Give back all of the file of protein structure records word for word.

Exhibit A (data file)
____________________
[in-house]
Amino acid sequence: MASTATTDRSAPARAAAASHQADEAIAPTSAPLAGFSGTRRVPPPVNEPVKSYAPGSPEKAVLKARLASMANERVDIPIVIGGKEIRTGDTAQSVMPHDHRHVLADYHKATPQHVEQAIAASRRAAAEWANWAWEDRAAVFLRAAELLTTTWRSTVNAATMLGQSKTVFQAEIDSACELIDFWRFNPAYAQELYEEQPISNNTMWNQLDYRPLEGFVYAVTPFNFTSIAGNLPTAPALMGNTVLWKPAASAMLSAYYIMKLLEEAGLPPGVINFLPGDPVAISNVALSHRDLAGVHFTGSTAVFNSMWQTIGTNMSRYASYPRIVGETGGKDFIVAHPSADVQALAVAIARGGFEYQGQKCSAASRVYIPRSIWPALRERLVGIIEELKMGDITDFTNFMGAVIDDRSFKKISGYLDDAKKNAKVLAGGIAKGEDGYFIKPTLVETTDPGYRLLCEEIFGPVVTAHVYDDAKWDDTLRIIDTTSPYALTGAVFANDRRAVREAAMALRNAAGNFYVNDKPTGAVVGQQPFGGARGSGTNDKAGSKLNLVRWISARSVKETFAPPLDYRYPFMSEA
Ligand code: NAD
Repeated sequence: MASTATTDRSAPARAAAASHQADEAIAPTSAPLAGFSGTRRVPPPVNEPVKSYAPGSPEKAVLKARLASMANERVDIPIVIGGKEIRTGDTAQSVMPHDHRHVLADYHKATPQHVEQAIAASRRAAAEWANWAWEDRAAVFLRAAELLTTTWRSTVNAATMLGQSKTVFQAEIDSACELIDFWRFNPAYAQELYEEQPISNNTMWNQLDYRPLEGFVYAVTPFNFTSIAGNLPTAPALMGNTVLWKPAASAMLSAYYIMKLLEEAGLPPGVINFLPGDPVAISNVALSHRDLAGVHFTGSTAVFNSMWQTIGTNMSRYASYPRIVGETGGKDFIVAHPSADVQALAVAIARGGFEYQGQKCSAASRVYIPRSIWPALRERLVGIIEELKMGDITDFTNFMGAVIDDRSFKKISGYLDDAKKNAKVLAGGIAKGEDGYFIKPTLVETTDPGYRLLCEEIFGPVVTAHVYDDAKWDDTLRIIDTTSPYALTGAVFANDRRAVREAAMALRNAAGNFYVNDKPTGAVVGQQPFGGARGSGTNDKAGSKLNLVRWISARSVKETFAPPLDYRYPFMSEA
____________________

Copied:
[in-house]
Amino acid sequence: MASTATTDRSAPARAAAASHQADEAIAPTSAPLAGFSGTRRVPPPVNEPVKSYAPGSPEKAVLKARLASMANERVDIPIVIGGKEIRTGDTAQSVMPHDHRHVLADYHKATPQHVEQAIAASRRAAAEWANWAWEDRAAVFLRAAELLTTTWRSTVNAATMLGQSKTVFQAEIDSACELIDFWRFNPAYAQELYEEQPISNNTMWNQLDYRPLEGFVYAVTPFNFTSIAGNLPTAPALMGNTVLWKPAASAMLSAYYIMKLLEEAGLPPGVINFLPGDPVAISNVALSHRDLAGVHFTGSTAVFNSMWQTIGTNMSRYASYPRIVGETGGKDFIVAHPSADVQALAVAIARGGFEYQGQKCSAASRVYIPRSIWPALRERLVGIIEELKMGDITDFTNFMGAVIDDRSFKKISGYLDDAKKNAKVLAGGIAKGEDGYFIKPTLVETTDPGYRLLCEEIFGPVVTAHVYDDAKWDDTLRIIDTTSPYALTGAVFANDRRAVREAAMALRNAAGNFYVNDKPTGAVVGQQPFGGARGSGTNDKAGSKLNLVRWISARSVKETFAPPLDYRYPFMSEA
Ligand code: NAD
Repeated sequence: MASTATTDRSAPARAAAASHQADEAIAPTSAPLAGFSGTRRVPPPVNEPVKSYAPGSPEKAVLKARLASMANERVDIPIVIGGKEIRTGDTAQSVMPHDHRHVLADYHKATPQHVEQAIAASRRAAAEWANWAWEDRAAVFLRAAELLTTTWRSTVNAATMLGQSKTVFQAEIDSACELIDFWRFNPAYAQELYEEQPISNNTMWNQLDYRPLEGFVYAVTPFNFTSIAGNLPTAPALMGNTVLWKPAASAMLSAYYIMKLLEEAGLPPGVINFLPGDPVAISNVALSHRDLAGVHFTGSTAVFNSMWQTIGTNMSRYASYPRIVGETGGKDFIVAHPSADVQALAVAIARGGFEYQGQKCSAASRVYIPRSIWPALRERLVGIIEELKMGDITDFTNFMGAVIDDRSFKKISGYLDDAKKNAKVLAGGIAKGEDGYFIKPTLVETTDPGYRLLCEEIFGPVVTAHVYDDAKWDDTLRIIDTTSPYALTGAVFANDRRAVREAAMALRNAAGNFYVNDKPTGAVVGQQPFGGARGSGTNDKAGSKLNLVRWISARSVKETFAPPLDYRYPFMSEA